Regardless, the layer 147 may be of a fluorocarbon such as polytetrafluoroethylene or other suitable non-stick material for allowing a sledding of the beam 145 along the inner surface 500 of the lift frame 150. Such a sledding within the frame 150 may be particularly well suited for embodiments of the system where tubulars 110 such as that of FIG. 1 are of less than about 1,000 lbs. Thus, weight based wear or failure of the layer 147 as a result of shearing during the sledding may be kept to a minimum.
  • [0036]
    Continuing with reference to FIG. 5, the sledding of the undercarriage 140 within the frame 150 may be controllably guided by the frame 150 itself. That is, in addition to a lower surface 503 over which the undercarriage 140 sleds, the frame 150 includes sidewalls 502, and perhaps even upper lips 501, to help guide the sledding.
  • [0037]
    Referring now to FIG. 6, a perspective view of an embodiment of a track 600 is shown at the upper portion of the lift frame 150. In this view, the frame 150 is depicted from its rear or ‘pivot’ end, opposite that shown in FIG. 1. The track 600 is configured to provided added security to the trough 120 and its undercarriage 140 relative the lift frame 150. That is, as the trough 120 and undercarriage 140 are sleddingly extended as depicted in FIG. 2C, additional security and stability may be provided through the use of a track 600. In the embodiment shown, the track 600 is incorporated into the frame 150 in a manner securing feet 130, which emerge from below the trough 120, as the noted sledding takes place. Thus, sufficient security between the trough 120 and frame 150 is ensured. Indeed, with added reference to FIG. 3, the likelihood of the trough 120 accidentally rolling or prematurely dropping a tubular 110 at the rig floor 320 is substantially eliminated.
  • [0038]
    In one embodiment, the depicted foot 130 may be slid rearward, extending out of the page in the depiction of FIG. 6, thereby exiting the confines of the track 600. When this occurs, the trough 120 may lose a degree of stability relative the frame 150. However, this may be intentionally advantageous. For example, in one embodiment, the rear end of the trough 120 may be configured to engage a receiver plate as the depicted foot 130 leaves the track 600. In such an embodiment, the receiver plate may be configured to rotate the trough 120 relative the frame 150, for example to controllably dump an unused tubular from the assembly.
  • [0039]
    Referring now to FIG. 7, a flow-chart is shown which summarizes an embodiment of employing a tubular positioning system for delivery of a tubular to a rig floor. Namely, a light weight or mobile tubular positioning system may be delivered to an oilfield along with a rack of tubular as indicated at 715 and 730. Thus, a trough of the system may be loaded, one by one, with a tubulars from the rack as noted at 745.
  • [0040]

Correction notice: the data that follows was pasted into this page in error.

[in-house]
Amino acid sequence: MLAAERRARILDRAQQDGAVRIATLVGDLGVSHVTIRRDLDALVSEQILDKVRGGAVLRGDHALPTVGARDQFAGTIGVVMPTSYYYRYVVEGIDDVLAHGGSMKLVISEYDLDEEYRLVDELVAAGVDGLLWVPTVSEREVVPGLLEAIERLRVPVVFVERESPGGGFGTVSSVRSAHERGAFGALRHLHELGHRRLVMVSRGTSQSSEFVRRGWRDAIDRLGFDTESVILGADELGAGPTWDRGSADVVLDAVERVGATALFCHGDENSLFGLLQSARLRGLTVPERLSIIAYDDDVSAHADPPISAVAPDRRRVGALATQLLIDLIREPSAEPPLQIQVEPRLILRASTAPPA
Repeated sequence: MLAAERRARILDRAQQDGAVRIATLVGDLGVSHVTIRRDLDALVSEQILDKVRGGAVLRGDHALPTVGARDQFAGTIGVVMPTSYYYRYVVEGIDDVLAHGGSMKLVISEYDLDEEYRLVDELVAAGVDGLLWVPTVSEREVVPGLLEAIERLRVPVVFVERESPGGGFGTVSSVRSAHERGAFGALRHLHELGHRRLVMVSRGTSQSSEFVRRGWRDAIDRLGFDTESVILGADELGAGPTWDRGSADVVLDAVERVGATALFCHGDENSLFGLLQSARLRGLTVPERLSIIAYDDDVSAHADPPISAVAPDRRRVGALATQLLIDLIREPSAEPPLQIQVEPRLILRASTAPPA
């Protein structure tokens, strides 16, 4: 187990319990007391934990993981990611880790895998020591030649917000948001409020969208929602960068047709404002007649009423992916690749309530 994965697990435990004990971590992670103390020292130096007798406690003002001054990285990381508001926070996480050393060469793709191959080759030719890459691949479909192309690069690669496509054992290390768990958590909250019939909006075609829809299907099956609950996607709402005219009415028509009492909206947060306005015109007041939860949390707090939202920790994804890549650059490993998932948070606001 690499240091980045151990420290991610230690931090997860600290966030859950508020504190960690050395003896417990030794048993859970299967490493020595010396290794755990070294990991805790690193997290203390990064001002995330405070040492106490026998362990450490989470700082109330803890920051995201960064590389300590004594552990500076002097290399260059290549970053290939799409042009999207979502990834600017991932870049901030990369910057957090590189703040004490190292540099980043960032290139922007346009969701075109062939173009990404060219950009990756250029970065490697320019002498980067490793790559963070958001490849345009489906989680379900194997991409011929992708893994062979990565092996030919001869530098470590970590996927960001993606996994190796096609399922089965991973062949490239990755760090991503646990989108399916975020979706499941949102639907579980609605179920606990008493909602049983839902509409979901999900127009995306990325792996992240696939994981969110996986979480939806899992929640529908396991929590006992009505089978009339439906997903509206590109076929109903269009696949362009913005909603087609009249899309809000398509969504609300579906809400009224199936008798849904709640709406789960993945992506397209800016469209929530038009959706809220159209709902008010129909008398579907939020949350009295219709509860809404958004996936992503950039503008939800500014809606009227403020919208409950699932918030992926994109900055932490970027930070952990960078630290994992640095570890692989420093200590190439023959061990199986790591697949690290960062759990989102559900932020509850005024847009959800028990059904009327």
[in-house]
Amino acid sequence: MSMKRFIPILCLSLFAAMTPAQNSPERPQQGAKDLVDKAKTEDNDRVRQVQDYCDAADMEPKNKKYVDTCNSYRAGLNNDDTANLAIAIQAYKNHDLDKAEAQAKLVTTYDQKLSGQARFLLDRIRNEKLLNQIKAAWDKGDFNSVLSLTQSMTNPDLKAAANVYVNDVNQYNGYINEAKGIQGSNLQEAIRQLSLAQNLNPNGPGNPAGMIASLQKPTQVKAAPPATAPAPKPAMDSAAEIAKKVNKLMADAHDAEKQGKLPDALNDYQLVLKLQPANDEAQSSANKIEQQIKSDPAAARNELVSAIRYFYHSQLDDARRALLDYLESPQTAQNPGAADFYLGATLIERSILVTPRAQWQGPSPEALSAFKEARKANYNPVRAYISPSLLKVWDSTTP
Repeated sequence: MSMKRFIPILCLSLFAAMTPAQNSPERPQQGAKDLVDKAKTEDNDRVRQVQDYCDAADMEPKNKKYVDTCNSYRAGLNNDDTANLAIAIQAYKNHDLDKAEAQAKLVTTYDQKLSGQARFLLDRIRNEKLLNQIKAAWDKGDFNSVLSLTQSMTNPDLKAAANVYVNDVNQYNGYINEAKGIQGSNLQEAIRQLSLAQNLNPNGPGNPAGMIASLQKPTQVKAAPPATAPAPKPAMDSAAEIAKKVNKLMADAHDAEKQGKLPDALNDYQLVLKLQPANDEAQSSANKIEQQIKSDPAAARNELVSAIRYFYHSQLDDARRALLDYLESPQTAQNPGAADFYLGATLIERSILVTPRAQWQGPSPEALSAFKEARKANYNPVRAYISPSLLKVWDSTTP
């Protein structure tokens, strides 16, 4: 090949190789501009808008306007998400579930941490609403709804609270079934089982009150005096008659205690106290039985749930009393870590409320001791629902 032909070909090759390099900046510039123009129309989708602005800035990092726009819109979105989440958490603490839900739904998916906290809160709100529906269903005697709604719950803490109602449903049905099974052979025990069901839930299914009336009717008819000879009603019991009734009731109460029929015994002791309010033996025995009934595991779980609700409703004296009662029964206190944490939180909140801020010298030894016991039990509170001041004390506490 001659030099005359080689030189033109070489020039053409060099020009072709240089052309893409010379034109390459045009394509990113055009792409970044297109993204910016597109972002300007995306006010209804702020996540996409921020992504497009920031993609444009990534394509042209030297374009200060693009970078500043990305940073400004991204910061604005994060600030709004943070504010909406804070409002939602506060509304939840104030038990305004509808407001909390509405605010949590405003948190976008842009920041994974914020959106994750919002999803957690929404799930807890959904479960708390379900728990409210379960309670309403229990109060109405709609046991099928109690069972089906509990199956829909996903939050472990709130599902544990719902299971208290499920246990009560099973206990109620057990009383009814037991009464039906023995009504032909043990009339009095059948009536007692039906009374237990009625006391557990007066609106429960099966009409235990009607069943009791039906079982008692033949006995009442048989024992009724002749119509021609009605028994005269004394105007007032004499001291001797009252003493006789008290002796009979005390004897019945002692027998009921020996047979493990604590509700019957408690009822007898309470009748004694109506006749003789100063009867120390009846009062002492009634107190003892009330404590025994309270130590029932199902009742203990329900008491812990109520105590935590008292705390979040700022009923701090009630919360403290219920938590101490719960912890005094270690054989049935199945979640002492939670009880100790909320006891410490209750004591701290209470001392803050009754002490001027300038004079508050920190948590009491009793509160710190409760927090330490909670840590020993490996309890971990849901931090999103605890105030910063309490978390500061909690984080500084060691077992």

Once a tubular is loaded onto the trough an underlying lift frame may be raised as indicate at 760. Thus, as indicated at 775, extending of the trough from the frame may be undertaken in order to reach the vicinity of a rig floor at the oilfield. As such, the tubular may be removed from the trough as indicated at 790. Perhaps more notably, however, the extending of the trough may be achieved in a sledding fashion. Thus, over time a substantial reduction in maintenance and equipment costs may be realized along with allowing for a lighter system with a greater degree of overall mobility.
  • [0041]
    The above described embodiments provide a smaller and lighter pickup machine for lighter weight specialty oilfield tubulars. Once more, equipment costs may be kept to about $100,000 in today's dollars without sacrifice of safety features such as stable trough delivery of tubulars. Perhaps most significantly, however, expenses associated with maintenance of the machine or ‘tubular positioning system’ may be dramatically reduced due to the elimination of a roller-based gantry. Thus, the ‘overkill’ provided by systems directed at heavier casing-type tubular delivery may be advantageously avoided.
  • [0042]
    The preceding description has been presented with reference to presently preferred embodiments. Persons skilled in the art and technology to which these embodiments pertain will appreciate that alterations and changes in the described structures and methods of operation may be practiced without meaningfully departing from the principle, and scope of these embodiments. Furthermore, the foregoing description should not be read as pertaining only to the precise structures described and shown in the accompanying drawings, but rather should be read as consistent with and as support for the following claims, which are to have their fullest and fairest scope.
Citas de patentes
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Citada por
Patente citante Fecha de presentación Fecha de publicación Solicitante Título
US9506303 *16 Mar 201529 Nov 2016Vektor Lift, LlcMethod and apparatus for pipe pickup and laydown
US20150259992 *16 Mar 201517 Sep 2015Vektor Lift, LlcMethod and apparatus for pipe pickup and laydown
Clasificaciones
Clasificación de EE.UU.414/22.61, 414/800
Clasificación internacionalE21B19/15
Clasificación cooperativaE21B19/155
Eventos legales
FechaCódigoEventoDescripción
12 Sep 2012ASAssignment
Owner name: SMITH INTERNATIONAL, INC., TEXAS
Free format text: ASSIGNMENT OF ASSIGNORS INTEREST;ASSIGNOR:GUILLORY, NESTOR D., JR.;REEL/FRAME:028947/0752
Effective date: 20120823